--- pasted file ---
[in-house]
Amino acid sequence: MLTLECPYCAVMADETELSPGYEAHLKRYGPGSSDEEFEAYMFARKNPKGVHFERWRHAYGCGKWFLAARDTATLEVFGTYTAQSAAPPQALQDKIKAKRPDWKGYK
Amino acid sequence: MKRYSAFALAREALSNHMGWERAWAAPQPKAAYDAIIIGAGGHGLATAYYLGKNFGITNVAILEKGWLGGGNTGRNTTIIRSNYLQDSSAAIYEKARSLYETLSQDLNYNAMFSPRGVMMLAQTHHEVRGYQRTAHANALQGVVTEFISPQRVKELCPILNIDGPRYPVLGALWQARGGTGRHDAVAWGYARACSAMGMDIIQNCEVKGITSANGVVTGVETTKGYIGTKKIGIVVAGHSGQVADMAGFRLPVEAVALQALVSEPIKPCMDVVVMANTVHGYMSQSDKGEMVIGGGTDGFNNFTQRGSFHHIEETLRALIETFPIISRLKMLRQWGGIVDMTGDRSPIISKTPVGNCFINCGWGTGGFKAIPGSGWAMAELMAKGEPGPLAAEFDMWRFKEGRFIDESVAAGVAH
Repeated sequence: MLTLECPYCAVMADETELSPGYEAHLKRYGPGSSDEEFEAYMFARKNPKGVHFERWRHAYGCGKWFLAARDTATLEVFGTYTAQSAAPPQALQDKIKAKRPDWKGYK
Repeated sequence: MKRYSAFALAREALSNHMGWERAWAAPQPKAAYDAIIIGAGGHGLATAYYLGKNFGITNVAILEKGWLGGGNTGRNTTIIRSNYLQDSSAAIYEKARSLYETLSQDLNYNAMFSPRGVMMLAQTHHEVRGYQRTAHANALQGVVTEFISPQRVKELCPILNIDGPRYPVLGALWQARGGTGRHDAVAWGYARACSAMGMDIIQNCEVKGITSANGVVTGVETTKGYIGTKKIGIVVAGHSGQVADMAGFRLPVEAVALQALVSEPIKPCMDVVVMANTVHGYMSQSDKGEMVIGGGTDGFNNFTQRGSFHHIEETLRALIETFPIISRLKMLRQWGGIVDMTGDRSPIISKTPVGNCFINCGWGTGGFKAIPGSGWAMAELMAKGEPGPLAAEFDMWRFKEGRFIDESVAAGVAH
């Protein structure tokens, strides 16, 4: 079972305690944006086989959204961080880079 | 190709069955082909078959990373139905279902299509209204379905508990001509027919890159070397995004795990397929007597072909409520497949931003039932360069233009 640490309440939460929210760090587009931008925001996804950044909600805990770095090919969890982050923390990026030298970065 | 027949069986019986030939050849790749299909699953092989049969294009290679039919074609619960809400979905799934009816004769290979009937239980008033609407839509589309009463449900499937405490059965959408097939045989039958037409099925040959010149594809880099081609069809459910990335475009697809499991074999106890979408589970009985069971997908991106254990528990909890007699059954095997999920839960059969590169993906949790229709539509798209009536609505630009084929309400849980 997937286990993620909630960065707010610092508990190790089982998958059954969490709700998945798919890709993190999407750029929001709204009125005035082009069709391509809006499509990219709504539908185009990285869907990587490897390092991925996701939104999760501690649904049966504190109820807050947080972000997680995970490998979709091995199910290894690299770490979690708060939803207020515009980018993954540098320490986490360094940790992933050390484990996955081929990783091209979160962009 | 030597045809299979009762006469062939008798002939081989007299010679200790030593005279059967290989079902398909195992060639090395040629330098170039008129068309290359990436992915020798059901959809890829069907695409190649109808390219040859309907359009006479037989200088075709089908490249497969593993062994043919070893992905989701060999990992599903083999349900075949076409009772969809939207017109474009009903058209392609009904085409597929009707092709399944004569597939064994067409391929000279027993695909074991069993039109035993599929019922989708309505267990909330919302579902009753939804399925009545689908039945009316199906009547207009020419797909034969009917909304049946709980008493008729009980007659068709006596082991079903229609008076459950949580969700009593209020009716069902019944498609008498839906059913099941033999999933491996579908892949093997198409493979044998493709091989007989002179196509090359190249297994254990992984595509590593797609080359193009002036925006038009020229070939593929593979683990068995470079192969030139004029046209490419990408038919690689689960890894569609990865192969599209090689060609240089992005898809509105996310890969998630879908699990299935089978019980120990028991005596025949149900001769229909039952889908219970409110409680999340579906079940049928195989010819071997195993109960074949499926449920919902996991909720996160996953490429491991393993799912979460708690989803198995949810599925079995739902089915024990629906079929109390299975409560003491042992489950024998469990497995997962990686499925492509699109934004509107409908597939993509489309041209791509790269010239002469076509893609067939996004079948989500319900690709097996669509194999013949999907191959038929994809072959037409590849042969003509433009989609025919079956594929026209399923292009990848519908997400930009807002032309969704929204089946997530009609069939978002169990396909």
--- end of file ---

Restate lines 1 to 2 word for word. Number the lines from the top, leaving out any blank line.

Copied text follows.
[in-house]
Amino acid sequence: MLTLECPYCAVMADETELSPGYEAHLKRYGPGSSDEEFEAYMFARKNPKGVHFERWRHAYGCGKWFLAARDTATLEVFGTYTAQSAAPPQALQDKIKAKRPDWKGYK